Another verse which provides us with a lot of physics information on the event reads as follows. “As Goliath moved closer to attack, David quickly ran out to meet him. Reaching into his shepherd’s bag and taking out a stone, he hurled it from his sling and hit the Philistine in the forehead. The stone sank in, and Goliath stumbled and fell face downward to the ground. So David triumphed over the Philistine with only a stone and sling. And since he had no sword, he ran over and pulled Goliath’s sword from its sheath. David used it to kill the giant and cut off his head.”

So we know that David increased the velocity of the stone by adding to the initial velocity by running, we also see that the stone hit Goliath in the forehead, a relatively unprotected area as the helmets of the time did not cover much of the forehead. Goliath apparently had some forward momentum, enough that even after the stone had sank into his forehead and knocked him unconscious, his body still continued moving forward until crashing into the ground moments later. The stone must have done considerable damage but it did not kill Goliath, David ran over and picked up Goliath’s sword and killed him with it.

This is all based on the presumption that the concept of a sling actually works, a concept known in physics as centripetal force. As an object moves around in a circular motion it is constantly accelerating tangent to changing velocity with constant speed. The sling David used probably was a leather pouch attached at both ends with leather strings. After loading a stone into the pouch one could whirl the sling around your head and with precise timing release one of the strings – this would instantly release the centripetal force, sending the stone on a trajectory initially tangent to the orbit and continuing on a straight line towards Goliath. The velocity may be calculated by taking 2π times the radius (approximately 1 meter) divided by the period (time it takes to complete one rotation, approximately 1 second). This velocity may then be substituted into the equation for centripetal acceleration (ac = velocity2/radius) which then equals 39.5 meters per second per second.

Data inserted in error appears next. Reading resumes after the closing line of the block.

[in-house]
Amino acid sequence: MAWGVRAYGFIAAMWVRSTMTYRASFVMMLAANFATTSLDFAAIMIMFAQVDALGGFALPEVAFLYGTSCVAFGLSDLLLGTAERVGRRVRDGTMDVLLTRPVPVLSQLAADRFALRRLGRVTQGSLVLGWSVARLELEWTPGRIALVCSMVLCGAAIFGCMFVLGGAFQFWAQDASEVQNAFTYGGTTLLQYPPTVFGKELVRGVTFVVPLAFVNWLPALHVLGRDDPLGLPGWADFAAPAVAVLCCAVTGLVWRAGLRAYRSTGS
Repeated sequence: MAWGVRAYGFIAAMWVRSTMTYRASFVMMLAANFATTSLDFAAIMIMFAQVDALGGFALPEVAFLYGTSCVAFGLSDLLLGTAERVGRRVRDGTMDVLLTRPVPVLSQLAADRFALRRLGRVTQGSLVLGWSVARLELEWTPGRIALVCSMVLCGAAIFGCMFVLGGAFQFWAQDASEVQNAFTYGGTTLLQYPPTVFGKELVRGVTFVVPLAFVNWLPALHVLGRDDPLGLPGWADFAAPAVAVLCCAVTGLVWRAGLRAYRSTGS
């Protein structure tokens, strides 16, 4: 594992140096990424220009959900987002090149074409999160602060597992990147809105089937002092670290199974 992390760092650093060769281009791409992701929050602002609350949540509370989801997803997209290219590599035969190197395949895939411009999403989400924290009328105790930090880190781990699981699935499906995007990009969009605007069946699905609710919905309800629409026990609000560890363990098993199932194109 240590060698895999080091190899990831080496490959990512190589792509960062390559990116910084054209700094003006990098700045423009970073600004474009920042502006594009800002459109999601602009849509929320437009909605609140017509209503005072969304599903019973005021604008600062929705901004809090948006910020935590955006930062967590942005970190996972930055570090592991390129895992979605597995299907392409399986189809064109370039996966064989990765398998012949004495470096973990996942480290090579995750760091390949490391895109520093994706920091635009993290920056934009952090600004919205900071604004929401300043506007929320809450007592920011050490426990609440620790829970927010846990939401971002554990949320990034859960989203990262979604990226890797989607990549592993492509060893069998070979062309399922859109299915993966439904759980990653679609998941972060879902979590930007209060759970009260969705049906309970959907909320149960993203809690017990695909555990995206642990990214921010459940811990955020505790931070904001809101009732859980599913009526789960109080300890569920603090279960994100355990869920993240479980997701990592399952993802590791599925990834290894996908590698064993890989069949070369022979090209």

Goliaths force (Fg) is approximated by his mass (average is 160 kg) times acceleration (maybe 2 meters per second per second); so Fg = 320. Where the force of the stone hitting Goliath can be found by multiplying the acceleration due to the centripetal force exerted by the sling (which I already found) multiplied by the weight of the stone (probably about 1 kg.); (Fs) = ac * m, (Fs) = 39.5. This around an eighth as much force as Goliath, but that is a lot of force and it was applied and transferred in an instant over a small area. Much like a karate expert breaking slabs of concrete – a large amount of force applied over a short amount of time in a small area will result in the most force being transferred and the most damage being inflicted. Remember all this damage is centered on a small, unprotected area of the forehead.

I can theorize the stone would have also had a lot of kinetic energy. Kinetic energy equals ½ times mass times velocity squared. A professional baseball pitcher can throw a ball close to 100 mph; a sling will increase the velocity exponentially. Even though David is considered to be fairly young at this point in his life, he would have been very familiar with a sling as his primary weapon and tool as a shepherd. This suggests the stone slung by David has a large amount of velocity – which is then squared when put in the formula. As for the other part of the formula, one half times a mass of approximately 2 kg. equals one, so the stone has a lot of kinetic energy.

From this information I can conclude that the stone had more than enough potential to do the damage necessary to bring down a man, even a man as big as Goliath. I would contend it would have been a large enough blow to kill most people; however, the stone doesn’t have to kill Goliath, the Bible says David killed Goliath by cutting of his head. Therefore, it is very reasonable to conclude that the physics behind this story support the validity of the account.

For a more complex explanation see...

Energy of a Slingshot: David and Goliath from Wolfram Demonstrations Project